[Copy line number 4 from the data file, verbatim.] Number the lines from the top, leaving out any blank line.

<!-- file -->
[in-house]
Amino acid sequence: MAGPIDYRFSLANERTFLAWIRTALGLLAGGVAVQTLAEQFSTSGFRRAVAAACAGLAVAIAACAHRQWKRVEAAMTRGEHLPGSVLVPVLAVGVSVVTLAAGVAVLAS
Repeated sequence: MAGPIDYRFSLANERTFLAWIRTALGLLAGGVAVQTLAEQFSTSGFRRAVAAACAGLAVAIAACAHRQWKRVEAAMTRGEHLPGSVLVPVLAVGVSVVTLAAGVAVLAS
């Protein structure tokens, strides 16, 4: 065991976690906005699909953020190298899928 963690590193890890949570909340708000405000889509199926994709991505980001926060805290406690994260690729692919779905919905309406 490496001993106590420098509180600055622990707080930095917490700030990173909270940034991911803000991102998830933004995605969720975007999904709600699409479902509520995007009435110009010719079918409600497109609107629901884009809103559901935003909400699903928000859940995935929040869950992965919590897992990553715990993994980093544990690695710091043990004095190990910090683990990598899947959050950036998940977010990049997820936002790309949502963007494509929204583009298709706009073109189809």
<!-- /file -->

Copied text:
């Protein structure tokens, strides 16, 4: 065991976690906005699909953020190298899928 963690590193890890949570909340708000405000889509199926994709991505980001926060805290406690994260690729692919779905919905309406 490496001993106590420098509180600055622990707080930095917490700030990173909270940034991911803000991102998830933004995605969720975007999904709600699409479902509520995007009435110009010719079918409600497109609107629901884009809103559901935003909400699903928000859940995935929040869950992965919590897992990553715990993994980093544990690695710091043990004095190990910090683990990598899947959050950036998940977010990049997820936002790309949502963007494509929204583009298709706009073109189809």